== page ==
I was perfectly within my legal rights, but I did indeed stick out from the rest of the pack. The experience got me thinking about all the ways we draw attention to ourselves, deliberately and inadvertently. Our desire for attention can be carefully calculated with great purpose, or it can be serendipitous and coincidental. Jesus devotes much attention to the condemnation of the Pharisees, the group he saw as the hypocritical, sanctimonious priestly class of Judea. In my research I have since learned that the Pharisees were a political party, a social movement, and a school of thought. In a biblical context, they were misguided zealots, makers of the law and social climbers extraordinary.

Returning to Matthew, here is the rationale to why Jesus reserves special scorn for this elite group.

"Everything they do is for show. On their arms they wear extra wide prayer boxes with Scripture verses inside, and they wear robes with extra long tassels. And they love to sit at the head table at banquets and in the seats of honor in the synagogues. They love to receive respectful greetings as they walk in the marketplaces, and to be called 'Rabbi.'”

Place a few honorific titles on a person and see whether his or her humility is cast aside in the process. That’s the truest test of a person that I know. We may say we seek to be equal, but that desire can easily fall by the wayside, tainted with self-importance and an inflated view of our own worth. Although this is human nature, resisting it is a challenge well worth embracing.

A person years removed from military service may insist upon being called “Major”. Someone who has struggled through years of medical school and a residency might forever be “Doctor” to everyone within earshot. And there are many other examples. These titles immediately set up hierarchies, a system that ranks importance from top to bottom. It persists even in a supposed Democracy like ours. In 17th Century society, which gave birth to Quakerism, the entrenched British class system was the original target of this practice. In this country we may not have Lords, Earls, and Peers along with a rigid class system, but this concept has managed to take hold in 21st Century America.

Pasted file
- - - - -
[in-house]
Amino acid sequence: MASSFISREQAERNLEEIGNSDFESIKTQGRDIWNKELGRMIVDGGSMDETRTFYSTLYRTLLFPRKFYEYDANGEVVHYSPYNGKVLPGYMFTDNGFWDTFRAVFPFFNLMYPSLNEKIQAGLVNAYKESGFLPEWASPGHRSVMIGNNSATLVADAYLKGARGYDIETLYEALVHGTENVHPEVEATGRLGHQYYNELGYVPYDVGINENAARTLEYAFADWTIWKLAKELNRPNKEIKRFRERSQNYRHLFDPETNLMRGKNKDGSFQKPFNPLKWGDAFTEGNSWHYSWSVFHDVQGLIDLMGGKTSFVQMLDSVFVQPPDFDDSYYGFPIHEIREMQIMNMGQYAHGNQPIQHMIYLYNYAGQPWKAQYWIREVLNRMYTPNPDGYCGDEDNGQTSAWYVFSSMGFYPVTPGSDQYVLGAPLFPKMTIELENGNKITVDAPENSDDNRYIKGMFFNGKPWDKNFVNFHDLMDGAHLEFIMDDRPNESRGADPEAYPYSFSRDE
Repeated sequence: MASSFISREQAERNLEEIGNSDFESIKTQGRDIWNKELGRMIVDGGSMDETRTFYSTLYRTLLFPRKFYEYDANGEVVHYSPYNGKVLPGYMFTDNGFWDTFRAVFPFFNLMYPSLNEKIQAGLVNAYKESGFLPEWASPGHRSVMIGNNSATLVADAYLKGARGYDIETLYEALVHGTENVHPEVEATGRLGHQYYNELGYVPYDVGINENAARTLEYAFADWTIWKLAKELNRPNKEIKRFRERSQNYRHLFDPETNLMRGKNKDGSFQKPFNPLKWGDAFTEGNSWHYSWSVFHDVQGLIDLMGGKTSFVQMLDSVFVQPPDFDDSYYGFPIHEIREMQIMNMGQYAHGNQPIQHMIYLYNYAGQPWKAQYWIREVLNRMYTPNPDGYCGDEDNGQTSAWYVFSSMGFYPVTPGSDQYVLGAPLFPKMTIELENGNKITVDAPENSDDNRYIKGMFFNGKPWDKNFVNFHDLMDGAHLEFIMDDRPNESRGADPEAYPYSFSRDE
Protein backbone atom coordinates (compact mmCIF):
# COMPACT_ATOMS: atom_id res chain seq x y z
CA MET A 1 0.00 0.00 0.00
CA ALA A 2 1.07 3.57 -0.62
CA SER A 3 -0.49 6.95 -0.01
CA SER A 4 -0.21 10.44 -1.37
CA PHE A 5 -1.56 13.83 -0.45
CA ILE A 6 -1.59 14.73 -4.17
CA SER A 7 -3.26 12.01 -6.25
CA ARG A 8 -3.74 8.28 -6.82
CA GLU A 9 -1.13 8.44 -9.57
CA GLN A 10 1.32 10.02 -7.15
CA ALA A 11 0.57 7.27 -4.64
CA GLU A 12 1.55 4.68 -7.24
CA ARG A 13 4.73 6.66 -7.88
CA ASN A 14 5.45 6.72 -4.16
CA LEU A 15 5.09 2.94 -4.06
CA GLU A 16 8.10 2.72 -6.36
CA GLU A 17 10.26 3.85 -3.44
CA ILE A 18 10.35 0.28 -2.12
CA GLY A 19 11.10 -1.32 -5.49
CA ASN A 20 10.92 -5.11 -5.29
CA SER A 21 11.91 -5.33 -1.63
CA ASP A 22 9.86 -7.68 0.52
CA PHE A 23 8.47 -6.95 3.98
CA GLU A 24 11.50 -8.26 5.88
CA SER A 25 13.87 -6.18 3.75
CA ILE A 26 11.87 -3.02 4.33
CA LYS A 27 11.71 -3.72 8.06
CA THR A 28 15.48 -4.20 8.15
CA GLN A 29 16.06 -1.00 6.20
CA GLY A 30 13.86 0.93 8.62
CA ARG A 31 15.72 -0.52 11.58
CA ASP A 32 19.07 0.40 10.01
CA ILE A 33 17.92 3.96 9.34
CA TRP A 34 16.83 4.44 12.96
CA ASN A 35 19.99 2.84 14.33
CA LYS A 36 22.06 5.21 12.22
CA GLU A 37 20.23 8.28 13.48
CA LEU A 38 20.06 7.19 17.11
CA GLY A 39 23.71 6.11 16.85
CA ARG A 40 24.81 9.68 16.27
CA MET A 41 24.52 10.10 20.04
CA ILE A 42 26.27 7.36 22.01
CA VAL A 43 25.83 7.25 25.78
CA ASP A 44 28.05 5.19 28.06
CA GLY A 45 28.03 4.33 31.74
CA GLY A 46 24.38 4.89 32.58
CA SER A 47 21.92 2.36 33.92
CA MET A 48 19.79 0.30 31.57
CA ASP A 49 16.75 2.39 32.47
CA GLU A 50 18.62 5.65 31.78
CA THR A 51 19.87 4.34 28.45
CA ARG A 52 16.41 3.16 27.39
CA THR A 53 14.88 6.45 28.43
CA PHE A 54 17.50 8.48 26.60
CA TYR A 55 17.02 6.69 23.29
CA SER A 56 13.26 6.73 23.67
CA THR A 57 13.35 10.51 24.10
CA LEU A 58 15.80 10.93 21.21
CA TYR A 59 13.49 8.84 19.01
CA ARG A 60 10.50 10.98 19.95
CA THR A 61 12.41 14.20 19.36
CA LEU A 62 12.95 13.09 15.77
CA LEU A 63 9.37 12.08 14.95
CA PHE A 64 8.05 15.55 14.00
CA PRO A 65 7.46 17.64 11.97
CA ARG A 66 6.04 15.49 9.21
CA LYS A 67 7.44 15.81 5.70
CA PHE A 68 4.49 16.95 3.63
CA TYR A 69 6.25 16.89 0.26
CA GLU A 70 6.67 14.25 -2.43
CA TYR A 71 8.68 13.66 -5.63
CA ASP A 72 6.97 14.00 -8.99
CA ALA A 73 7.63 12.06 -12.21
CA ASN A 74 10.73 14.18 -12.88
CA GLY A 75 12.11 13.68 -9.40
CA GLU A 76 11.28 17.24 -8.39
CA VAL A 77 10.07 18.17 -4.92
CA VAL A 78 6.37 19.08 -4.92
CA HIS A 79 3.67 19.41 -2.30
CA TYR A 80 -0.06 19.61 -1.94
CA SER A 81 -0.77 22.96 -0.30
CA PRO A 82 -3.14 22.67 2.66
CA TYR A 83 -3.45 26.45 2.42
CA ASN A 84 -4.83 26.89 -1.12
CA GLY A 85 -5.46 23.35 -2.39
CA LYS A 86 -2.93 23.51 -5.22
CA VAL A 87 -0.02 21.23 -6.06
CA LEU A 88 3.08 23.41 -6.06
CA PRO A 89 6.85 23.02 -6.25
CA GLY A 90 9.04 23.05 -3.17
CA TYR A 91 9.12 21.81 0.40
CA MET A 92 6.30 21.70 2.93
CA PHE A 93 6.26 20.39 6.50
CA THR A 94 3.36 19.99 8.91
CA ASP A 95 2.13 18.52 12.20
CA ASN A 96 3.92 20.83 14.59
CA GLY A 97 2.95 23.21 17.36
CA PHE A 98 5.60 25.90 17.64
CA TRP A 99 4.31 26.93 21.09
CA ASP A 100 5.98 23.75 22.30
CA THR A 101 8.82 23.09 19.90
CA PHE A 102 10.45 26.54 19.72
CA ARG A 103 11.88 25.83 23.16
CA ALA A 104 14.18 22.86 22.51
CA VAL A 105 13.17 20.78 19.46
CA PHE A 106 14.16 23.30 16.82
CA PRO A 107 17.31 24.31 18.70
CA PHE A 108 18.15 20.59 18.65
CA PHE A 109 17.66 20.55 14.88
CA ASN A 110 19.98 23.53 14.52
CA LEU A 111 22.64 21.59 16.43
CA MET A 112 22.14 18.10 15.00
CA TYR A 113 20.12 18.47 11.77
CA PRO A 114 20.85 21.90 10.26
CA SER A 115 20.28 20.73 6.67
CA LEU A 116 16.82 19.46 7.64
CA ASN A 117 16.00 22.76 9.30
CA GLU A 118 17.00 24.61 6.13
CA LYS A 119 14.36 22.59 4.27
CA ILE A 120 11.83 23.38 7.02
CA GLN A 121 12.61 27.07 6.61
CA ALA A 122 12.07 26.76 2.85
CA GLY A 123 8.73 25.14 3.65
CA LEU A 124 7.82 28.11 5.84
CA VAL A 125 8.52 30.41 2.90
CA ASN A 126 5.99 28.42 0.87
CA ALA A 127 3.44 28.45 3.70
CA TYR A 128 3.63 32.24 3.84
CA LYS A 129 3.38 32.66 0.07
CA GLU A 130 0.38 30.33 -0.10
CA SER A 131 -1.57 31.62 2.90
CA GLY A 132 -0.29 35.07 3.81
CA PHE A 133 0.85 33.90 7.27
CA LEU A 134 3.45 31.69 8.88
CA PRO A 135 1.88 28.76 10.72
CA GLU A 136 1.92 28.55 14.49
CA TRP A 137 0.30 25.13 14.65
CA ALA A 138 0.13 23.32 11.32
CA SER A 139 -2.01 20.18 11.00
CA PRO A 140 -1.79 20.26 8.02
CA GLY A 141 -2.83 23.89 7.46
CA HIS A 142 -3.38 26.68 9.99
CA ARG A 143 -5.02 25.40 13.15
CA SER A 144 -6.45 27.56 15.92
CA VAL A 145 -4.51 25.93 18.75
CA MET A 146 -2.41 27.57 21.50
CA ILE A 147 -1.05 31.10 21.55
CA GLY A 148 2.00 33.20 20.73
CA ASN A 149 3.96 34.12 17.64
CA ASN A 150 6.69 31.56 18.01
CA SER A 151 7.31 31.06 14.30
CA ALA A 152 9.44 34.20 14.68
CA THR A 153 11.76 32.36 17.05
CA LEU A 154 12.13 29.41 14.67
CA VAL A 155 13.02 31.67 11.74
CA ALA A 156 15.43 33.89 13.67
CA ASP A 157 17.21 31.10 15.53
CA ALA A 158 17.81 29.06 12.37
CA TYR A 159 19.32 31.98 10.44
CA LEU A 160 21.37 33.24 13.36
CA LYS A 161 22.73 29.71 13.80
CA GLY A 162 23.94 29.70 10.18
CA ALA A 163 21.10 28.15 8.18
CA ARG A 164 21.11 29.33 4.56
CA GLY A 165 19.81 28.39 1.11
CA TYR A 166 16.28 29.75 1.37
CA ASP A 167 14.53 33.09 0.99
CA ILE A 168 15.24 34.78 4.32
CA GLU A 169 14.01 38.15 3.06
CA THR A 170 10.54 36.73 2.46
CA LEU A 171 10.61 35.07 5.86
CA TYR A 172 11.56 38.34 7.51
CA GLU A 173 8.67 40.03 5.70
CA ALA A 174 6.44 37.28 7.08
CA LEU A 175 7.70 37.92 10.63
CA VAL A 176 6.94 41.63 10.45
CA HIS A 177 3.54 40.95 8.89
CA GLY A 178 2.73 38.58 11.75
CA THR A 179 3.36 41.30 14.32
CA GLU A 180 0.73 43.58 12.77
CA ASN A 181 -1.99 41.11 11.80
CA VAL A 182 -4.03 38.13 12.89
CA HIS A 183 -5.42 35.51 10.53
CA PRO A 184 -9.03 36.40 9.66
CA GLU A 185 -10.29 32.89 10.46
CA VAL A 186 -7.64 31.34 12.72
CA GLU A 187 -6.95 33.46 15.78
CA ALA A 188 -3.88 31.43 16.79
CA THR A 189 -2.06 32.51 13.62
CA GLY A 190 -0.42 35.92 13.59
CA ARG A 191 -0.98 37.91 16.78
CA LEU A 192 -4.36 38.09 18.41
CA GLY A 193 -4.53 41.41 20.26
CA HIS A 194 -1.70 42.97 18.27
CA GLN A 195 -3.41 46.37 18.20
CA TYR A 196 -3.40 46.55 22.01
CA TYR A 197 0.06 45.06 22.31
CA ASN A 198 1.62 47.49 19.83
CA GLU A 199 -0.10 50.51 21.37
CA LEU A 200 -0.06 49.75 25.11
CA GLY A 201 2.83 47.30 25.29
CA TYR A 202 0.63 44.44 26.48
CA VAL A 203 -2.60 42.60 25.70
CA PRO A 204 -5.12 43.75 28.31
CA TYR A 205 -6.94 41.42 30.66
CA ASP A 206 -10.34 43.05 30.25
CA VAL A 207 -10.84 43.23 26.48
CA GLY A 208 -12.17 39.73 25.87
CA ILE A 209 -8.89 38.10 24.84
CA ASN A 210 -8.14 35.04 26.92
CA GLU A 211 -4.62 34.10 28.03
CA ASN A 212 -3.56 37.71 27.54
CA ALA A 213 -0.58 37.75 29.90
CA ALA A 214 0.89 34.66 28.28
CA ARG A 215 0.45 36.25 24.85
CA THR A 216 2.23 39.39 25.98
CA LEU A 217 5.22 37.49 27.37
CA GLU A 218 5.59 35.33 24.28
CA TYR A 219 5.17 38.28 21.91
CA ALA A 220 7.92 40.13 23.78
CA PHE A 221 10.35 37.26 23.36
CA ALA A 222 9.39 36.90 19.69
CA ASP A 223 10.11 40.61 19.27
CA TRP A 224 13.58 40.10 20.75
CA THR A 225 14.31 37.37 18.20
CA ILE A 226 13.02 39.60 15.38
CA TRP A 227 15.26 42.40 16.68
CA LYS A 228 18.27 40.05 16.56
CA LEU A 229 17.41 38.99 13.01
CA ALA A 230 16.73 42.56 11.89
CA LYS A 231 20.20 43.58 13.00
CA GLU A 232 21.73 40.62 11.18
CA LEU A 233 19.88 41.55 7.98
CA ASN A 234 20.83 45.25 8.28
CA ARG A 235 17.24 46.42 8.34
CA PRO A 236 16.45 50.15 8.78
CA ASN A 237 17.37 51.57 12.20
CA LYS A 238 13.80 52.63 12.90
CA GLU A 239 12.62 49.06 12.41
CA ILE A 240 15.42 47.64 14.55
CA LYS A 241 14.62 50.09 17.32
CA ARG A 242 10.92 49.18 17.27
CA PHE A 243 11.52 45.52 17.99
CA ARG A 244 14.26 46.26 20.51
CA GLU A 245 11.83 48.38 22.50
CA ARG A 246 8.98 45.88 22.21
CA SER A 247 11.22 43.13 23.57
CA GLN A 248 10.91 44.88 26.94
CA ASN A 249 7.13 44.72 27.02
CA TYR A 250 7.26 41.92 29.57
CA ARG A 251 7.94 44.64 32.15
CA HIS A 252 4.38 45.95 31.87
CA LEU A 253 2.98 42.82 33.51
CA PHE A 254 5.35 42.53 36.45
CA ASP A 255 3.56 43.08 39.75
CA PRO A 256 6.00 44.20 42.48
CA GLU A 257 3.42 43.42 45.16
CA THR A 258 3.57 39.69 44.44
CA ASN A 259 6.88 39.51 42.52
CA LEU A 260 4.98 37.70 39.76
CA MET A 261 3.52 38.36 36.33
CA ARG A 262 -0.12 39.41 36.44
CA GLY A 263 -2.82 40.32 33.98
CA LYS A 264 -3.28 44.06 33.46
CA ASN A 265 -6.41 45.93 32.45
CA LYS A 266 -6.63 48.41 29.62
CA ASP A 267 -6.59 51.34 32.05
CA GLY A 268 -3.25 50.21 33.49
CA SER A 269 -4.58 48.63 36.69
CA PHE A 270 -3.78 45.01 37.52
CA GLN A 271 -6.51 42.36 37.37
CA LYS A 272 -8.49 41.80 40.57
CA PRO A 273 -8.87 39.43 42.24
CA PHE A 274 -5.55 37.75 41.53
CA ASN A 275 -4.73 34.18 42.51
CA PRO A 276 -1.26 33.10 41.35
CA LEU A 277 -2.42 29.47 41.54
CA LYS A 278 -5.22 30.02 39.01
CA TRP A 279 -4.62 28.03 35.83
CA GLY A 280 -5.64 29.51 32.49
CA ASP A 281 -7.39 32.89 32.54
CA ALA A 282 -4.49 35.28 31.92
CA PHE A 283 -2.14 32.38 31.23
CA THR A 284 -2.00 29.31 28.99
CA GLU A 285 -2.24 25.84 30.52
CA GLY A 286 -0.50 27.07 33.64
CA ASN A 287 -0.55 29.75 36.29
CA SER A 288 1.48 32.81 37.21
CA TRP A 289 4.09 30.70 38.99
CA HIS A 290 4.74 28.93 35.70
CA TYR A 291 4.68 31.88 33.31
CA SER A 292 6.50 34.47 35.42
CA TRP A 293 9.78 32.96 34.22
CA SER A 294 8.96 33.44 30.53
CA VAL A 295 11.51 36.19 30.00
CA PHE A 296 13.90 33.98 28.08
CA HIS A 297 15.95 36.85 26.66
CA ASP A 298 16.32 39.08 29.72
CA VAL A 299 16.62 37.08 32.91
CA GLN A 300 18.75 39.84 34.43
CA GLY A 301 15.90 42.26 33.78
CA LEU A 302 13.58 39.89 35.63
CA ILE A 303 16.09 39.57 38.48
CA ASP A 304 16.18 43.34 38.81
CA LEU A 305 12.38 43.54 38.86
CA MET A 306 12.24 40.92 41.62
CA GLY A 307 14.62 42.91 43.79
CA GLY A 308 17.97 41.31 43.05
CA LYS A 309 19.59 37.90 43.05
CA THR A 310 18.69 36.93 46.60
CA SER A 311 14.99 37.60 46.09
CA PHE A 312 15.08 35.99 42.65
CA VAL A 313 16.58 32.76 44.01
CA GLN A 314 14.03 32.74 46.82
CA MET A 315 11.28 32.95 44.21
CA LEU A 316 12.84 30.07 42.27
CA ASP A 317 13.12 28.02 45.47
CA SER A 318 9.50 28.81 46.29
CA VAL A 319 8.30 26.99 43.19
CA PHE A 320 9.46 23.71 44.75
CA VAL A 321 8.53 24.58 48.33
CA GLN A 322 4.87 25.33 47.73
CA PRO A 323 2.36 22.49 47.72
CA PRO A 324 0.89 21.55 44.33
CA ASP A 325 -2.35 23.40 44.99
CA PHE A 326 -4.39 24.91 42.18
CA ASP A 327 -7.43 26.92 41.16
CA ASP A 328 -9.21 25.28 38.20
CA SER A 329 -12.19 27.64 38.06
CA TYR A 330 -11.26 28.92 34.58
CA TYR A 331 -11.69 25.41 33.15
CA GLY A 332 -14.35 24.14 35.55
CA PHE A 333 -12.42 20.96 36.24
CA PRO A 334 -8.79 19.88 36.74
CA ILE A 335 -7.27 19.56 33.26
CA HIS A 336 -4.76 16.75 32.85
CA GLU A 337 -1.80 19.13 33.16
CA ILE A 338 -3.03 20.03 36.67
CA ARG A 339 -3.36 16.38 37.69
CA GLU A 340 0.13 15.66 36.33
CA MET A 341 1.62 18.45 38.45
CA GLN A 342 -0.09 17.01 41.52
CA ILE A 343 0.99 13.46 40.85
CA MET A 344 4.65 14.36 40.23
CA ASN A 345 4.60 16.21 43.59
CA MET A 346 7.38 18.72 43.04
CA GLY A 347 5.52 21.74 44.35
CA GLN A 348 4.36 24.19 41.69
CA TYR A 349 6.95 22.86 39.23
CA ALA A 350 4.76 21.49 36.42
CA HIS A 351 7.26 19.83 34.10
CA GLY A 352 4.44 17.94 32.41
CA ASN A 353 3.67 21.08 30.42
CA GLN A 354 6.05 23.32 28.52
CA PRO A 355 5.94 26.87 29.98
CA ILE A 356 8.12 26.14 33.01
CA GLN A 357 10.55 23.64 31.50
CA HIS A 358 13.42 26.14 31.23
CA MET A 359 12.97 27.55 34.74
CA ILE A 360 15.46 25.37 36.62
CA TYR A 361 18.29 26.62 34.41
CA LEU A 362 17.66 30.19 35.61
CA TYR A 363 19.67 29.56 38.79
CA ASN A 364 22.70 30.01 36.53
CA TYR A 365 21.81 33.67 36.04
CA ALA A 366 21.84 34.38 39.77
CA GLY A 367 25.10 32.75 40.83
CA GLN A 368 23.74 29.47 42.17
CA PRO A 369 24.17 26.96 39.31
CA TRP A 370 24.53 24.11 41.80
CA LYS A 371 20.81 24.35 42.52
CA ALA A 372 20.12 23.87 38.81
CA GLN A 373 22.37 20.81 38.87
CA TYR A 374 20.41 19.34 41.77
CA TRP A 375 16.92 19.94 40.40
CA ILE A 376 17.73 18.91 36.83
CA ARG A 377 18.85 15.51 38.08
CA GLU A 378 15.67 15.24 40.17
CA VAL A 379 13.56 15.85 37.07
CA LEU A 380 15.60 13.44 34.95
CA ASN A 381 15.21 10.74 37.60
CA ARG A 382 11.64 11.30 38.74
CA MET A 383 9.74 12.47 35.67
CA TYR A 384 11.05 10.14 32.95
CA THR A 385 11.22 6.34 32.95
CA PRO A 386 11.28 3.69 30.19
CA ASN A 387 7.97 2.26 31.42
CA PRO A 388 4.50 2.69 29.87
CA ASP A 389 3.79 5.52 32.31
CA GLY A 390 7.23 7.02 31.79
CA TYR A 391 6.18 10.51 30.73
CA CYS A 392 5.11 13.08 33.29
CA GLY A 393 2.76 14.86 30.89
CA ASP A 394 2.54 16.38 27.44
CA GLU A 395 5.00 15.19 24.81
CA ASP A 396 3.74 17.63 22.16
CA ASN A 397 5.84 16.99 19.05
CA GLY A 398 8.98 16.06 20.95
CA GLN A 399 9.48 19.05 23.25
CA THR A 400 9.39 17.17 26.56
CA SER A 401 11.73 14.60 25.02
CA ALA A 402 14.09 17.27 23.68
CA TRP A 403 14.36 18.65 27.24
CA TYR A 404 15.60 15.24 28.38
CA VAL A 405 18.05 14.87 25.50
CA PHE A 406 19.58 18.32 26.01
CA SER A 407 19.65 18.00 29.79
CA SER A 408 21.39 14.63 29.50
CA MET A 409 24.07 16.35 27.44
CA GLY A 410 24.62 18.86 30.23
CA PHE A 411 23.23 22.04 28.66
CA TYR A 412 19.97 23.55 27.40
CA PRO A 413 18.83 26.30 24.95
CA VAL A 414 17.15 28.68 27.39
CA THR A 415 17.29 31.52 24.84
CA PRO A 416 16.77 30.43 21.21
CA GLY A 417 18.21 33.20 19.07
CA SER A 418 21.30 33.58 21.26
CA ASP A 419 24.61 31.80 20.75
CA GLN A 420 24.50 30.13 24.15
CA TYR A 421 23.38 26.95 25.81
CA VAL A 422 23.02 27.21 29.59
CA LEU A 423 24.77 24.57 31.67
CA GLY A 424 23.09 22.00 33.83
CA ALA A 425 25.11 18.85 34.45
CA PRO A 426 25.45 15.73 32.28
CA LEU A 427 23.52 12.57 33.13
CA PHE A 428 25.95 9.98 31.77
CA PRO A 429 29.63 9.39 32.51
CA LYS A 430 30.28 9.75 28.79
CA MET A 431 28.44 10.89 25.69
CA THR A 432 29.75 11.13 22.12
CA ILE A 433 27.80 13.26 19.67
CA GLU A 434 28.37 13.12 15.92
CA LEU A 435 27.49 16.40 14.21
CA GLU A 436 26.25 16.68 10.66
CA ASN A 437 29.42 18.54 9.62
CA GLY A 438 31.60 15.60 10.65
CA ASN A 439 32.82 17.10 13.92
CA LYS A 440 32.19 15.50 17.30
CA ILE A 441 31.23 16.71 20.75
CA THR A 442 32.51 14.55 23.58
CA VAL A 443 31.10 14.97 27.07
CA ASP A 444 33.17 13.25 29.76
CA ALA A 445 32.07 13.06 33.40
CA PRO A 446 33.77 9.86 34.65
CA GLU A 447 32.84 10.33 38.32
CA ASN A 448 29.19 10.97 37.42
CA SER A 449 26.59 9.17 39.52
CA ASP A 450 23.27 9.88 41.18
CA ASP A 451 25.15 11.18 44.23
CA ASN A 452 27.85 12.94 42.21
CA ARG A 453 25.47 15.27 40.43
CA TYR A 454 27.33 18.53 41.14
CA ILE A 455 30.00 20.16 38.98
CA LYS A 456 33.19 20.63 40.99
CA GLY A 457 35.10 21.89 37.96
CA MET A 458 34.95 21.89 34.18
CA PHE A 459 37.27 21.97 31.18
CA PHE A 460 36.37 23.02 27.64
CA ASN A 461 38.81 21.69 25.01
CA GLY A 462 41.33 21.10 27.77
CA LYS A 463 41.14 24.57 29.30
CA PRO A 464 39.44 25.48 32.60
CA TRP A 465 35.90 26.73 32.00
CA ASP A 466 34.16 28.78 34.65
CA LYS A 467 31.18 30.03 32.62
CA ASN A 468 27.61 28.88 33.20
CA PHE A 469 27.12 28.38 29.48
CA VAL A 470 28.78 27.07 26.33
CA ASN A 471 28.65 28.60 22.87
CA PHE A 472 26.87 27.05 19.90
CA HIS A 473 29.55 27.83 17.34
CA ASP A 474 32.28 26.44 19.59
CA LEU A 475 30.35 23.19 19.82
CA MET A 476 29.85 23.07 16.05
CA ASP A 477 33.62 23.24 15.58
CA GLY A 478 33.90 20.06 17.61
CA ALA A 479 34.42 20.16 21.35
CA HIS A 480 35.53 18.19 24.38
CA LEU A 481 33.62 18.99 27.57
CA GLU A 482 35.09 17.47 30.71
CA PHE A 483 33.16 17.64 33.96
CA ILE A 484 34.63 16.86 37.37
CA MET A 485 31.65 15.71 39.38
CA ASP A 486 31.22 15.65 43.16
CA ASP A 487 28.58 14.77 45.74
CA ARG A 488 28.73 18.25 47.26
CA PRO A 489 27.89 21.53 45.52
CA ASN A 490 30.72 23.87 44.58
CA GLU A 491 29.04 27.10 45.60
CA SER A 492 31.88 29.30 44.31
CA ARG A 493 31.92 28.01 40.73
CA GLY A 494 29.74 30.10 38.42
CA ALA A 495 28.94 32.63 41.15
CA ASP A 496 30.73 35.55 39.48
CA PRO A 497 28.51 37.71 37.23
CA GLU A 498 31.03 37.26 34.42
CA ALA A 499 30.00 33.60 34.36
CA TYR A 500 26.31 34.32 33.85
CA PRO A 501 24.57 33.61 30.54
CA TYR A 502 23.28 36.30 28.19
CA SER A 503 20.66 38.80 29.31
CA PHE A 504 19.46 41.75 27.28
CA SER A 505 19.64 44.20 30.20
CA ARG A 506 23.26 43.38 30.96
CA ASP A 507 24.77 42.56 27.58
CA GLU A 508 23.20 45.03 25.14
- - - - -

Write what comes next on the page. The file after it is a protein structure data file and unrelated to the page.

Five years in DC have acquainted me with many activists, movers and shakers, and highly motivated workers for change. I’ve seen them make many sacrifices for reform from within and outside the system. I have learned that calling attention to themselves, as they do on a routine basis, can reflect noble motives, or it can easily be done for baser, selfish gratification. But fear not. All is not corrupted or lost. Those who sincerely seek to make the world a better place than where it was when they started out manage somehow to resist temptation. Though we may frequently expect pessimistic outcomes, take care to acknowledge those whose good works speak for them.

As T.S. Eliot put it in his play, Murder in the Cathedral, “The last temptation is the greatest treason: to do the right deed for the wrong reason.” Eliot’s work addressed the death of 12th Century Archbishop Thomas Becket. Becket was struck down due to a mistake, a few grossly misunderstood words by a frustrated King that led to a friend’s bloody demise on the floor of Canterbury Cathedral.

Political sentiments and social justice aside, the treason from within ourselves is the enemy we should fear the most. The flesh and blood people lined up to oppose and to obstruct are nowhere near as dangerous as we can be. This is especially the case when we lose sight of who we are, what we ought to be doing, and where our real devotion lies. Nothing could be more understood than the desire to race to the top, but if we are indeed committed to an ideal of radical equality, we are our own gatekeepers.